Sunday, July 08, 2012

La Morte Amoureuse – review

Director: Alain Vézina

Release date: 1995

Contains spoilers

You may be aware that I am a fan of the story la Morte Amoureuse, a short dating back to 1836 and penned by Theophile Gautier. The story was captured well in the episode of the Hunger entitled Clarimonde – though, whilst mainly fiercely accurate to the source, they did expunge all vampiric elements.

It was only very recently that I became aware of this film, through Bill at the Uranium Café, and a rare beast it is as well – utterly missing from IMDb. It is based on Gautier’s story and does keep the vampiric elements (in fact expands on them) but also modernises the story. This updating, along with a soundtrack that was, I guess, meant to emulate the heights of 90s synth-soundtrack styling, manages to undermine the atmosphere that the film should have carried – but that said it doesn’t do everything wrong.

breaking vows on the altar
In a kitchen housekeeper Thérése (Denise Bouchard) talks about the ills of the village and the thunderstorm that rages as her companion Father Sylvain (Pierre Mailloux) looks distracted, not eating his soup. He eventually excuses himself but cannot settle and so goes through to his church. The altar seems to glow and a veiled woman, a bride we might suppose, appears – holding her arms to him. He goes to her and takes her (very quickly) on the altar.

the corpse
When he has finished he looks at her and sees that the woman has transformed into a corpse, desiccated and burnt. There is a disturbingly intimate shot of part of her anatomy and the priest is distraught, questioning what he has done. Thérése is looking for the priest when she hears the church bell ring – she rushes in to find him hanging by the bell rope.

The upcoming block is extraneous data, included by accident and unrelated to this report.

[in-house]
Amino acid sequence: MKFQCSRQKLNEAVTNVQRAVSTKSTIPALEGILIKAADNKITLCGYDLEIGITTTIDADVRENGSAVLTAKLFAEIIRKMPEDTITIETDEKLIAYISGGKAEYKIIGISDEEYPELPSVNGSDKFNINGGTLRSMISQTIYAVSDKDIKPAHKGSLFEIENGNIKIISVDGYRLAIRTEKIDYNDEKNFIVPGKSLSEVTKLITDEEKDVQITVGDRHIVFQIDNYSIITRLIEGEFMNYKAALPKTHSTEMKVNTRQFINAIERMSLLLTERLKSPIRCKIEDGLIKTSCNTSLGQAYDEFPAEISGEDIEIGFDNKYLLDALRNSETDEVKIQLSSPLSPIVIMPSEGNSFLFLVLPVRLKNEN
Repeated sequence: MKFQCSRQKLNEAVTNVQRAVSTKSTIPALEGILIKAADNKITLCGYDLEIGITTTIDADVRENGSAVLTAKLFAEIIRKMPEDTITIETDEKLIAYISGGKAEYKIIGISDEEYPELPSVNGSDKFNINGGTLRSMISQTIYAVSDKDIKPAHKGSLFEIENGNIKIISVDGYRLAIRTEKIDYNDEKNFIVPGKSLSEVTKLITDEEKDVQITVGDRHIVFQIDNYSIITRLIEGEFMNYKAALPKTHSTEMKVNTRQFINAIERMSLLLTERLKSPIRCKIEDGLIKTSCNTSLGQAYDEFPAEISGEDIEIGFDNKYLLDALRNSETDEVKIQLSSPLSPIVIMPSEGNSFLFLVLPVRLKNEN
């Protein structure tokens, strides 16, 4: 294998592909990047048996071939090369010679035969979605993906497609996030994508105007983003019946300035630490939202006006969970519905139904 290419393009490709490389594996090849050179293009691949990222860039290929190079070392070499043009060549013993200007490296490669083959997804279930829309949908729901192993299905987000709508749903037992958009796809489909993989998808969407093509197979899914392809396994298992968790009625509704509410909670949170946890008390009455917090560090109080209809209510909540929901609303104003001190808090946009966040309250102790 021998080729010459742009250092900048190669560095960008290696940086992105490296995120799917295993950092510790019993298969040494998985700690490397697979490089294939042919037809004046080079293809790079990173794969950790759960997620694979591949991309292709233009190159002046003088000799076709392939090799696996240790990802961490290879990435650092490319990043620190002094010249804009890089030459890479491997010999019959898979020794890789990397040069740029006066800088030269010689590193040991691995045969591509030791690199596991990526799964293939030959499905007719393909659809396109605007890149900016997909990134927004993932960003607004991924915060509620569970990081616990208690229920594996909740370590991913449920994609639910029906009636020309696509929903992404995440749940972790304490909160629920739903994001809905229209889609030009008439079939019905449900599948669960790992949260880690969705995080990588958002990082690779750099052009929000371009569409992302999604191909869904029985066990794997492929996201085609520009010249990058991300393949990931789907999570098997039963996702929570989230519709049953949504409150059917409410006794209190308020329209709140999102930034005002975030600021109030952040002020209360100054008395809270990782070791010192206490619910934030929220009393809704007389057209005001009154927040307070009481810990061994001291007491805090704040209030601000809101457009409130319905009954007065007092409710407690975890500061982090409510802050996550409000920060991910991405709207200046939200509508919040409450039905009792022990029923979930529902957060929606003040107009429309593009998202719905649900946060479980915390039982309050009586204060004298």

Marc with Catherine
Marc (Luc Pilon) is a young (and disturbingly happy) priest living in the city. He receives orders to take over the parish of Father Sylvain. He says goodbye to his father, in background later on we discover that his father was never happy that he became a priest, and travels North. He finds the church idyllic and has plans to install a choir – Thérése becomes less and less enamoured with the young man, and some of his radical ideas, especially when he makes the acquaintance of Albert (Jerôme Ricard).

marking the burning
Albert is a hippy eco-warrior, hanging out with others – ostensibly – to clean the beach but really to get drunk and high. He shows Marc a marker stone that he thinks is from a native tribe but Mark recognises as Latin – though he confuses the pentagram with the Star of David. It turns out to be a marker of where a local priest burned two ‘witches’ to death. Marc also meets Albert’s friend Catherine (Virgine Dubois) and it is clear that there is a chemistry between them that he tries to deny.

blood from the claw
It doesn’t take much to guess that Catherine is our vampire. She was the daughter of the alleged ‘witches’ and was nearly abused by the priest when she was rescued by something unseen, a something that fed her blood on its claw. We also meet a priest named Clément (Yvan Roy), he had been the parish priest until he tried to kill himself (he failed, obviously) and – on realising that Sylvain is dead – he leaves his monastery to do what needs to be done.